Maybe you can sit down and right out your ideas about what features your perfect house would have and go from there. I think if you really love the house and the neighborhood it's worth investing in the addition. My parents did it many years ago and even though it took a LONG time and was stressful they don't regret it. Make the house fit you! Good luck!
post #4 of 7
Thread Starter 
hi guys, thanks for responding. i'm naking right now, so i'llhave to be short. so, update...none!!!! i'm reading bob villa's how to hire a contractor , and now i'm petrified about an addition! there are so many decisions to make, so many ways to get ripped off!!! i'm not sure i'm strong enough or mature enough to deal with all the decisions and work!!! not a good thing to read, although it's very informative, and stuff we'll need to know.

we're going to look at other houses today, just to get some ideas and see what's out there. deep down i'm scared about either decision. i'm such a creature of habit these days, not nearly the adventurer i was before 3 kids. i feel like i have to be such a 'grownup' when these days, i'm proud of myself when i can get a load of laundry done and a meal on the table!!! :LOL

i think an addition would take care of our needs and wants better. i don't think we'll find a house that we won't have to do any work on. the couple of houses i've alreay looked at, i'm already thinking, "okay, we need to put a fence up, enlarge the kitchen, knock down a wall there, etc" . I guess we'll keep looking. DH flip flops too, so we're no help to each other.

So, I hope you guys don't mind if I use this as a sounding board. It helps me to write feelings down. Geez, I'm such a feeling person. I know I need to write some practical stuff down too. thanks for listening, all, and anymore thoughts are still appreciated. Thanks for the words so far. I definately am taking whatever our mortgage lender says with a grain of salt. I really like her, but I have to remember she's looking out for her best interests too!!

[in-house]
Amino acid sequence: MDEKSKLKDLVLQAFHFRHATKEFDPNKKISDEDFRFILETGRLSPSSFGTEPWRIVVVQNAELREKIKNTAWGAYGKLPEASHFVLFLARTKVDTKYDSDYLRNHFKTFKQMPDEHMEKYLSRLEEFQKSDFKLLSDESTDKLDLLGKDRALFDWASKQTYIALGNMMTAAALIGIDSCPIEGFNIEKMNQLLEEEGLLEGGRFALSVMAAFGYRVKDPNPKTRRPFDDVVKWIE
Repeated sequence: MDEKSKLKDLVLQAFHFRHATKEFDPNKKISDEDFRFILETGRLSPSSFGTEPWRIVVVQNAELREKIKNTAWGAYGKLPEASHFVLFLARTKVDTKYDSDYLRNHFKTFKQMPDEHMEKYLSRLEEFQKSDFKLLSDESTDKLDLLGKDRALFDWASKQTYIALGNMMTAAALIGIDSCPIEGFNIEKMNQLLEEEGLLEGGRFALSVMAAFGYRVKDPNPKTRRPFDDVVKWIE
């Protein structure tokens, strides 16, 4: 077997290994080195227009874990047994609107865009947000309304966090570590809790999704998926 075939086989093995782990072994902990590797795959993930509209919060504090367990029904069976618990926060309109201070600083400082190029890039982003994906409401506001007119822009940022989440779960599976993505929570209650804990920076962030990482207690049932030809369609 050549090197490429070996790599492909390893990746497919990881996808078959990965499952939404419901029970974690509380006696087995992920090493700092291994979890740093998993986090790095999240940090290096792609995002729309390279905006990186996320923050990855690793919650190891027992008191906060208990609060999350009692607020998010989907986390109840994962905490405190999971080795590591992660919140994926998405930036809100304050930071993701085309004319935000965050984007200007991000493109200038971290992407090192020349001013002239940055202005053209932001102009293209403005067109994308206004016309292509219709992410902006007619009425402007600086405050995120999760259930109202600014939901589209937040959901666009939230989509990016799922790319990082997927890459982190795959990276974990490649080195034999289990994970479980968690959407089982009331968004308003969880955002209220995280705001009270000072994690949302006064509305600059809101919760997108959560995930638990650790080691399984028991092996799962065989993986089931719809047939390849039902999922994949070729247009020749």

I notice I get more excited talking about an addition than I do a move. We'd have to do a lot of work around here before we could move too. That's not an exciting prospect. Okay, more later, thanks again!!

Megan
post #5 of 7
With all the great things you have mentioned about your current house, if it were me I would stay. You can get ripped off just as easily moving to another house as adding on. The big staying point for me would be the gardens you have done. that is so much time and effort, I wouldn't want to start over. Plus, it has been really hard for me to find a neighborhood that I liked. If I had that I wouldn't move for almost anything. Just my 2 cents, Sarah
post #6 of 7
We renovated. I also love my neighborhood. It was so much cheaper to renovate than to move to what we wanted. Your lender wants you to move because they'll make more off you. If you have equity, you might consider a cash out. If you love your home, your neighborhood, your yard, the garden you created, then it might make more sense to stay. But if you can have what you want and not go into greater debt, it might make more sense to move, esp since you have small children.

I think you are right to check out what you could have. Either you'll find something that works and totally meets your needs, or you will think adding on is a good idea.

That's what happened to us. After looking for a year at the sort of homes that met our current needs and did not need work (everything seemed to need a lot of work!) cost 500K and up (we live near boston-- totally crazy market), we saw that renovating was much, much, much & *much* cheaper than moving. it was a pita, for sure, to renovate, though. Moving and renovating are both right up there in the huge stress department.
post #7 of 7
Thread Starter 
Well, we've decided to go ahead with the addition. Yeay! I'm really excited, and I know we'll be happy with the end result.

So, now it's $$time. I don't know if we have enough equity to get a cash out, or maybe it won't be enough. My dad has offered to loan us the money (he'd take out a home equity loan with a better rate than we could get) but I know an advantage of us taking out the loan would be tax deductions. Ah, decisions...

Thanks to all responders. You guys hit the nail on the head for me: gardens, neighborhood, costs. Thanks!!

Megan